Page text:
Friday, March 03, 2006


Across the cultures spread, blood is the wine and meat the bread.

We see it in nearly every culture: the blood sacrifice.

Whether we look to Christianity, or the Aztecs, the ancient Israelites to the Canaanites, the Greeks to the Hindis (though not mainstream for the latter: indeed, mainstream Hinduism views it with horror, both in ancient times as now – I refer of course, to the Thuggees of Kali).

The point here is this: it shows up everywhere. Whether human or animal, sacrifice is evidence of evolution.

A simple theory, really. Cause and effect, observance of patterns in history, and the natural inclination of our species to revel in the feral nature of our ancestry.

Firmly rooted in one of the four F’s of life – fighting, feeding, fleeing, and…. making babies. I of course am referring to the first two of the four.

Once the tribe has settled, once it has relinquished the nomadic pursuit of food, living amid its own ‘hunting grounds’ as it were, there is time enough on their hands.

Time enough to speculate. To give undue consideration to the elements, the source(s) of sustenance, the remembrance of that nostalgic time of cold huddling around the fire, and the odd sounds that had no face.

And still the clarion call of bubbling blood, the chase and the hunt, the tearing talons and crimson teeth, that instinct intaglio’d onto the neural pathways by many centuries, inherited.

So, social insects that we were, we began to alter patterns, shifting through the endless sands of existence, and as communication became integral to our survival, portions of the brain grew, or opened, and we became that rarest of creatures: the sentient animal.

And as that progressed, we began to cast our shadows upon the world, and gave those shadows substance and form, projecting our own needs upon these ephemeral constructs.

And of course, if they resemble us, their needs must also be in tandem with ours. The four F’s – yet again.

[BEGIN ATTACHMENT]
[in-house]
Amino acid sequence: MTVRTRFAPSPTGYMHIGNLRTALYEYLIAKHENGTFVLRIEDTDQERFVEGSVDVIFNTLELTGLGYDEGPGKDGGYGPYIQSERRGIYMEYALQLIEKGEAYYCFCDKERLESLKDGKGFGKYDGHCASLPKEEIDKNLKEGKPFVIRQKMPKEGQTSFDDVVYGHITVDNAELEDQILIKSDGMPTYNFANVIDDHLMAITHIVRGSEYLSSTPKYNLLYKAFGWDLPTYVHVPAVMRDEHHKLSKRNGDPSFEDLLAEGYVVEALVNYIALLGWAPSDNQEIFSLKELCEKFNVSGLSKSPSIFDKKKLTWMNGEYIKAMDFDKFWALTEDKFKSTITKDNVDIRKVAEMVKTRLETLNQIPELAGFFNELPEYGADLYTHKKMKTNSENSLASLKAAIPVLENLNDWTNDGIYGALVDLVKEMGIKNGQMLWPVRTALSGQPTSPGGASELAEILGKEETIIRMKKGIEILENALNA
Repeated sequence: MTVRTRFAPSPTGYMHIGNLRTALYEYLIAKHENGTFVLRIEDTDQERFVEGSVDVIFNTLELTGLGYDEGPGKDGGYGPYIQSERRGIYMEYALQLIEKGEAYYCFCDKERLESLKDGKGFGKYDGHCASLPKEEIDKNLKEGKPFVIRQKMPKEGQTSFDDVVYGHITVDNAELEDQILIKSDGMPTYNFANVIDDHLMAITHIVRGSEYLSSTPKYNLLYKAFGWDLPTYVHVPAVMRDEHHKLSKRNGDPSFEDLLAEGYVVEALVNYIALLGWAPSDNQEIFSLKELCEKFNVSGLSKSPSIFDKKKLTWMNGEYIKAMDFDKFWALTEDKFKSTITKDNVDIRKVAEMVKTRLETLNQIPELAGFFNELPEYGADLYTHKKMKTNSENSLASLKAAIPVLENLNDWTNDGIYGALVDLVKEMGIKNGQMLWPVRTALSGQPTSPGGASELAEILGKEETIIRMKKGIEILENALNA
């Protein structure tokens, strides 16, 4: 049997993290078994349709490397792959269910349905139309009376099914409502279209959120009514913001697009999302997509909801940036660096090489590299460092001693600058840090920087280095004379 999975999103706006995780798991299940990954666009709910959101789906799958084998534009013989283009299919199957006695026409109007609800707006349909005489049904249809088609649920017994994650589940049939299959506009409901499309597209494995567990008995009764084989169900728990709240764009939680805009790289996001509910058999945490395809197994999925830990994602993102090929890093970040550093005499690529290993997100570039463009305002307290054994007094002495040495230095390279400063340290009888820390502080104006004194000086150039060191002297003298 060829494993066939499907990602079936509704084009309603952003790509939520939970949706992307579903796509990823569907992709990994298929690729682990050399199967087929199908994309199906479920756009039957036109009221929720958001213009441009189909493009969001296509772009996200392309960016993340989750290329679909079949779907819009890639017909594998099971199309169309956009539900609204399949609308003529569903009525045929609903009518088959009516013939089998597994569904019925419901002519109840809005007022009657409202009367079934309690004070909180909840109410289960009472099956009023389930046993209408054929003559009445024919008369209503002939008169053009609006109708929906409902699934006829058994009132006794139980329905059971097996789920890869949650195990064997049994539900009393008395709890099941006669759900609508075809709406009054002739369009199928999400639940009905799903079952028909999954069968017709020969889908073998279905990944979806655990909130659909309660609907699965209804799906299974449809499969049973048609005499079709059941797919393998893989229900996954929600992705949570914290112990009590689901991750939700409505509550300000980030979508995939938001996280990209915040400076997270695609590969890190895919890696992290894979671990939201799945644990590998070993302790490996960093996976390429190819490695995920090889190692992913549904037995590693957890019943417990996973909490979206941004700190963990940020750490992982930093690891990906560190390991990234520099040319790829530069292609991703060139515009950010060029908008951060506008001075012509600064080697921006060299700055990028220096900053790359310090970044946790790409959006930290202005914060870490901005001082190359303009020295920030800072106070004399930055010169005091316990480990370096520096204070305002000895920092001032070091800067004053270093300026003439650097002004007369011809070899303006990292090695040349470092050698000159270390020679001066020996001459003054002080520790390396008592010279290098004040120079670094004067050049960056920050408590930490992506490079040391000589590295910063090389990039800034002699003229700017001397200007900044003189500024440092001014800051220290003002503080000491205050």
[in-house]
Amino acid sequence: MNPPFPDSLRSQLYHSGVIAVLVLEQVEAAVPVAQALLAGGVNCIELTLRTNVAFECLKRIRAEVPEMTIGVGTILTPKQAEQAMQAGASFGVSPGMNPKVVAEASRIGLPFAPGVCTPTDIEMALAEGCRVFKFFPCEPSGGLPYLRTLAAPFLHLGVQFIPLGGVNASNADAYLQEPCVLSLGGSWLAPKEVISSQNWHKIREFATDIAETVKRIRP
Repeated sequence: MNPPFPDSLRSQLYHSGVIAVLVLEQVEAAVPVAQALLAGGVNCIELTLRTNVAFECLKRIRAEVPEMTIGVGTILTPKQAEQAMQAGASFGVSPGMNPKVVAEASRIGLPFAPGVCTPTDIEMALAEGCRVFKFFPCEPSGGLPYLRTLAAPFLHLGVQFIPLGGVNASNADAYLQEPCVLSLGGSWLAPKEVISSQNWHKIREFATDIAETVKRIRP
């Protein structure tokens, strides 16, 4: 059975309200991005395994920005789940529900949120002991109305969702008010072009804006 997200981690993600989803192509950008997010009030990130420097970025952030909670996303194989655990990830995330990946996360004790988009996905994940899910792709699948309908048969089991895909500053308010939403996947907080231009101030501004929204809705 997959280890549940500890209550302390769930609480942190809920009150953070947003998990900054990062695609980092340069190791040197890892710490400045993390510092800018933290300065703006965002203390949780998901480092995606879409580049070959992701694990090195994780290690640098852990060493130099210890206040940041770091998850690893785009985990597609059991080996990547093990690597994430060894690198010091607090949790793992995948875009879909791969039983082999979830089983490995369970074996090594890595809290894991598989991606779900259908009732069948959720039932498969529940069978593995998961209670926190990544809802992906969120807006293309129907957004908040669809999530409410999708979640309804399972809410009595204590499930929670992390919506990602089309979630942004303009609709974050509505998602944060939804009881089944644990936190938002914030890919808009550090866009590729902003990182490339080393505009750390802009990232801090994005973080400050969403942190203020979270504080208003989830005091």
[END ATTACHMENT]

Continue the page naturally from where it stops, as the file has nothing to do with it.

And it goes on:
And so the mythology grew, spreading its insubstantial tentacles into every facet of our species lives, until there was no deed small enough to escape the unseen watcher’s eyes. Because, of course, this too was only an extension of a survival instinct – the ability to discern whether or not one is prey, and act accordingly.

Then came the feeding of the phantoms. They too, like us, required sustenance. And each varied according to the yardstick of moral relativism.

“No god was ever in advance of the nation that created him. The Negroes represented their deities with black skins and curly hair. The Mongolians gave to theirs a yellow complexion and dark almond-shaped eyes.” – Ingersoll.

And so the blood-letting began. Gallons of crimson liquid, from both human and beast, to feed the dark tendrils shaped from our savage past. No small wonder then, that xtianity was the result of the evolution of our feral past: the ultimate in sacrifice – the offering of oneself to the primordial shadows, to redeem the tribe.

Each year, education erodes the ignis fatuus of our elder shadows, as the light of learning dispels the shadows of old, thinning, thinning, until gaunt strands remain. And soon, those too shall vanish.
Then shall we step onto the new plateau of evolution, wherever it may lead us.

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Deedee said...

Completely unrelated. I just have to share the absurdity. Check this out:


Krystalline Apostate said...

Hiya deedee. Thanks for sharing. You're right: that's completely absurd.
Yet strangely, believable.

Mesoforte said...

God is certainly a cultural creation. Perhaps even culture itself.

Krystalline Apostate said...

Perhaps even culture itself.
Afraid you've lost me there. Could you elaborate a tad, please?

Mesoforte said...

It was something that my friend was talking with me last thursday. The gods of each culture reflect the cultural values of said culture. The best example I can think of at the moment is Christ.

What he represents is a cultural change from orthodox Judaism to a completely different system. He is the perfect representative of that culture. He represents everything that the culture aspires to be. Because of this, the people (Christians) essentially worship the culture.

And that's not to say that the god is unchangeable. Look at how Christ has been characterized over the years and you would see what he is change.

Gilgamesh is another good one. He represents the many values of the Sumerian culture because his actions. Worshiping him as a demi-god is a way to lend power to the culture.

Essentially what I'm trying to say is that a culture's god is the same as the culture. I'm still working it out though, so its tought to explain. Once I finish my essay on Christ, I'll be able to explain it better.

Krystalline Apostate said...

I gotcha. Pretty much as said in Ingersoll's quote.

Rosemary said...

Very evocative prose, Reluctant. Had me feeling as if I were huddled at that fire pit with saber toothed eyes gleaming in the shadows. Gee, I wish my imagination would put a rock wall at my back!

Krystalline Apostate said...

Why, thank ye, dear. I try me best.

say no to christ said...

Very good meso!! You are right on the money with that essay!

The sacrifice thing is right on the mark as well. Too bad we couldnt just go back to the days of menstual blood and placinta(sp?)
sacrifices of the paleolithics and early neolithics. A lot less deaths.